Public health experts say they are alarmed by President Trump's suggestion that some parts of the country could soon ease some of the dramatic measures being taken to slow the spread of the coronavirus.
"That is exactly the wrong thing to do," Dr. Howard Markel, a noted medical historian at the University of Michigan, wrote NPR in an email. "Cases would go up and so would deaths...we now need to stay the course!"
During a briefing at the White House late Monday, Trump suggested the damage to the economy could do more damage than the virus, including increasing deaths from suicide.
"Our country wasn't built to be shut down," Trump said. "We cannot let the cure be worse than the problem itself."
Public health experts acknowledge the widespread shutdowns are painful and difficult but argue that it's far too soon to consider easing them up. If anything, many parts of the country need to do far more to slow the virus, allowing more time to ramp up testing and to prepare hospitals for a possible onslaught of sick people. Many people could die, especially the most vulnerable, such as the elderly, they say.
"This is a deadly epidemic and will be painful for all to keep the distancing up," Barry Bloom of the Harvard T.H. Chan School of Public Health wrote NPR in an email. "But we would be wiping out a big swath of people of all ages."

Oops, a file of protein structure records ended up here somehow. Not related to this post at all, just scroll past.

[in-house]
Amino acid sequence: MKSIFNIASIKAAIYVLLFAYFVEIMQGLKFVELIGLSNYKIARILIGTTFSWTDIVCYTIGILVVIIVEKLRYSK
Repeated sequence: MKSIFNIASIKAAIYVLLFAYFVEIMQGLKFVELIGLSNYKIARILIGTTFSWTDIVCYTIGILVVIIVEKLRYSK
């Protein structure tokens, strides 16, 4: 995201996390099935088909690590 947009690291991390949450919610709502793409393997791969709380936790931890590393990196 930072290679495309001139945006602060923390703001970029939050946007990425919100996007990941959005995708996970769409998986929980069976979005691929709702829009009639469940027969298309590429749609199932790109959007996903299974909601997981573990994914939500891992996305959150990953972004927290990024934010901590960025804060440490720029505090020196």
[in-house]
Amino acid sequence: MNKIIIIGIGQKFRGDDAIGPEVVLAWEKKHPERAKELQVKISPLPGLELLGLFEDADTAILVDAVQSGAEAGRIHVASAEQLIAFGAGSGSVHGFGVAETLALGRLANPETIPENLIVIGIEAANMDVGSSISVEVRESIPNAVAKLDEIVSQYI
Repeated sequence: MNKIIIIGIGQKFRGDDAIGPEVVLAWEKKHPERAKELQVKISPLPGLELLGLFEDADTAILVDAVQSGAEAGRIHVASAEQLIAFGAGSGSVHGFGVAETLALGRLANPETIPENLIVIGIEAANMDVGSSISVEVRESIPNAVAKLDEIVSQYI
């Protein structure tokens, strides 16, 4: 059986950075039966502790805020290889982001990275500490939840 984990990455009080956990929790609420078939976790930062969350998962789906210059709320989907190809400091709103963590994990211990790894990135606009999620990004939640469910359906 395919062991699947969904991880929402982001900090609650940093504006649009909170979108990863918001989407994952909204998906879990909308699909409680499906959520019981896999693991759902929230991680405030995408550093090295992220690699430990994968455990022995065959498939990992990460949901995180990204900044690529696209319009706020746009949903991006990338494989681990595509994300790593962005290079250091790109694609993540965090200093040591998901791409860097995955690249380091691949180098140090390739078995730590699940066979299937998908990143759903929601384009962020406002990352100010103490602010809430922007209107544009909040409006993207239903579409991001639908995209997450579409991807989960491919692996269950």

Trump said officials would evaluate whether to continue recommending the tough steps that have stalled large parts of the economy after the first 15 days ends on Monday. The recommendations could continue for another, but some parts of the country could start to reopen, Trump said.
Some business leaders and researchers have been suggesting in recent days that what they consider draconian restrictions are too severe and are doing too much damage to the economy, causing too much economic and social distress.
"Extreme measures to flatten the virus 'curve' is sensible — for a time — to stretch out the strain on health infrastructure. But crushing the economy, jobs and morale is also a health issue — and beyond," wrote Lloyd Blankfein, the former chief executive of Goldman Sachs, on Twitter. "Within a very few weeks, let those with a lower risk to the disease return to work."
But many health experts disagree.
"I'm dismayed," says Lawrence Gostin, a public health expert at Georgetown University. "It's utterly irresponsible."
Kenneth Bernard, a biodefense expert who served in both Democratic and Republican administrations, agrees.
"Eventually we will have to scale back isolation for some populations and stratify at-risk populations," Bernard says. "But we need more info and data and testing data. Won't happen in a week."